“Starting a quarrel is like breaching a dam; so drop the matter before a dispute breaks out.”
How do we abandon the quarrel after it breaks out? This is something we must really learn. The root of the terrible domestic violence we are witnessing today, in part, is because of unresolved conflict. It’s a tension that builds and builds, similar to pressure cookers. If the flame isn’t removed at the right time, what happens? An explosion. Destruction. That’s why these extremes of murder or suicide keep surfacing. Murder is outward aggression, and suicide is inward aggression. Both are often born out of desire for revenge or escape. If we can learn skills in managing conflict and tensions, then things don’t have to reach these destructive levels.
Learning these skills will require commitment on our parts because this is not head knowledge, but truth that we will have to embrace in our lifestyles. There are proven steps of obedience laid out for the believer that will always usher in God’s blessings. As our faithful Teacher, He will help us walk in these life-giving ways as we make a commitment to obey Him in humility and openness.
How we respond to quarrels and conflicts will determine their size. A loving attitude can make a simple tension merely a bump in the road; or an arguing heart can turn the same problem into a howling cyclone. Mother Teresa said, “If we really want to love, we must learn to forgive. Forgive and ask to be forgiven; excuse rather than accuse. Reconciliation begins first, not with others but with ourselves.” Here’s what to do after the quarrel breaks out.
The 5 R’s of Reconciliation
Tension takes two. A rope cannot have tension unless it is held on both ends. This is especially true where arguments are concerned. It’s always a two-way deal. Stop and take note of where you are wrong. Don’t focus on the other person, just let the Lord help you to see any attitudes or actions which you have done wrong. In this way you are taking responsibility for your own choices. “But everything exposed by the light becomes visible…” (Ephesians 5:13)
You should say things like:
- “I realize I was wrong and selfish when I got angry.”
- “I realize I was disrespectful when I talked back.”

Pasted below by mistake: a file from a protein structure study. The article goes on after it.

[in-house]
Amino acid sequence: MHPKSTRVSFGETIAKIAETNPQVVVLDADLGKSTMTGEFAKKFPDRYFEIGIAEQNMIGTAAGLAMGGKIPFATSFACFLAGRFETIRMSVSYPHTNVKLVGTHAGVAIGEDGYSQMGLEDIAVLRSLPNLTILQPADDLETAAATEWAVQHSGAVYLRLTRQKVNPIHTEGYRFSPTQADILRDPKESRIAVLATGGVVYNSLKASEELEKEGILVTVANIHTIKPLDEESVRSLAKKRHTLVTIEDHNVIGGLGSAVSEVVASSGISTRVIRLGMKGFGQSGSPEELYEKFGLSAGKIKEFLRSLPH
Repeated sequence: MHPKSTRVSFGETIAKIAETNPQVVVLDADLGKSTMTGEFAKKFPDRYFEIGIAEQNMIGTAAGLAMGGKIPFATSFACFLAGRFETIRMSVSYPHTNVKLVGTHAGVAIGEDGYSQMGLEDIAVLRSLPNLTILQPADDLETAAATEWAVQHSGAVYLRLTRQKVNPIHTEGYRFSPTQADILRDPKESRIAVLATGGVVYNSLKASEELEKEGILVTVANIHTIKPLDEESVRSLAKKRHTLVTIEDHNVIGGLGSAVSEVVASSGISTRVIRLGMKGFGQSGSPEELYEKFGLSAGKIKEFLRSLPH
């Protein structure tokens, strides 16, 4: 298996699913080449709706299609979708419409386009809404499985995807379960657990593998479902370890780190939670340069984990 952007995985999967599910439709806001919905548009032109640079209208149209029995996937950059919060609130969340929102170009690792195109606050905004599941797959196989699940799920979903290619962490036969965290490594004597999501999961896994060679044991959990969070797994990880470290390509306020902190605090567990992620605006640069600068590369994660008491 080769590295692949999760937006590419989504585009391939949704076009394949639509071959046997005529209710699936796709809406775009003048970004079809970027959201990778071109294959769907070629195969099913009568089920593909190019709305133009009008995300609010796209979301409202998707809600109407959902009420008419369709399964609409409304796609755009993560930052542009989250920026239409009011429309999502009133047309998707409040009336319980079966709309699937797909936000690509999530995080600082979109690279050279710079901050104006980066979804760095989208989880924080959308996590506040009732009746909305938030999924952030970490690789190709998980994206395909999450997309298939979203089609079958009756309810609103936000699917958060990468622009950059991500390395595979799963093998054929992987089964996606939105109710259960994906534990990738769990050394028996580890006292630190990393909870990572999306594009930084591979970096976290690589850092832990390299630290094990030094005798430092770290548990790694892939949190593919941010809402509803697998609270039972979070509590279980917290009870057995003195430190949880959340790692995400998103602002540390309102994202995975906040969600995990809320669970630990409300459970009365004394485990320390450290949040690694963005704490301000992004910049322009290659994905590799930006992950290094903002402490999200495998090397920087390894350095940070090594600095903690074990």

- “I realize I have been stubborn and impatient.”
That means saying, “Sorry.” Apologize for how your choices affected someone else. That doesn’t let anyone else off the hook for their own sin. Realizing and repenting for your own sin does not cancel the other persons wrong choices, but it does acknowledge any hurt your wrong responses may have created. “Godly sorrow brings repentance that leads to salvation and leave no regret, but worldly sorrow brings death.” (2 Corinthians 7:10)
You should say things like:
- “I am sorry for hurting your feelings.”
- “I am sorry for ________ (acknowledge your wrong).”
- “I am sorry for not being very understanding.”
Depending on what you’ve done wrong, restitution may be required. This is embracing the consequences of our sin. For instance, if we broke something in a moment of anger we may need to say, “I will be glad to pay for the repair.” If we’ve created a big disturbance in the family, it might be a good idea to bring a gift (especially where husbands and wives are concerned). A husband who brings flowers with his apology or a wife who prepares her husband’s favorite meal are small acts of kindness that go a long way in demonstrating a sincere heart.
You need to request forgiveness from God and from the person or persons you have hurt. If you’ve already repented this may not be necessary, as often humility draws an automatic, “I forgive you” response. Don’t forget to ask God to forgive you, since all sin is ultimately against Him. “You are forgiving and good, O Lord abounding in love to all who call to you.” (Psalm 86:5)
Take time to rethink things and ask the Lord how you can behave differently when the next conflict arises. When you sin by making a wrong choice, you need to learn to make different choices in the future. In this way you are keeping Christ’s word: “Produce fruit in keeping with repentance.” (Matthew 3:8) If your responses have become a habit, then changing them will take some time. God can change your heart and give you strength to respond in life giving ways.
You can say things like:
- “With God’s help, next time I will … instead of…”
One bible teacher asks this question, “How long can a relationship last?” Then he says, “As long as there is forgiveness.” Exercising this virtue in our families is the key to lasting and happy households. There is no other way. When you extend forgiveness you are making a promise not to hold that person’s sins against them; and for the believer this is forgiving others, as God has forgiven you.
“My dear brothers, take note of this: Everyone should be quick to listen, slow to speak and slow to become angry, for man’s anger does not bring about the righteous life that God desires.” -James 1:19-20
“All this is from God, who reconciled us to himself through Christ and gave us the ministry of reconciliation: that God was reconciling the world to himself in Christ, not counting people’s sins against them. And he has committed to us the message of reconciliation.” -2 Corinthians 5:18,19
“A gentle answer turns away wrath, but a harsh word stirs up anger.” -Proverbs 15:1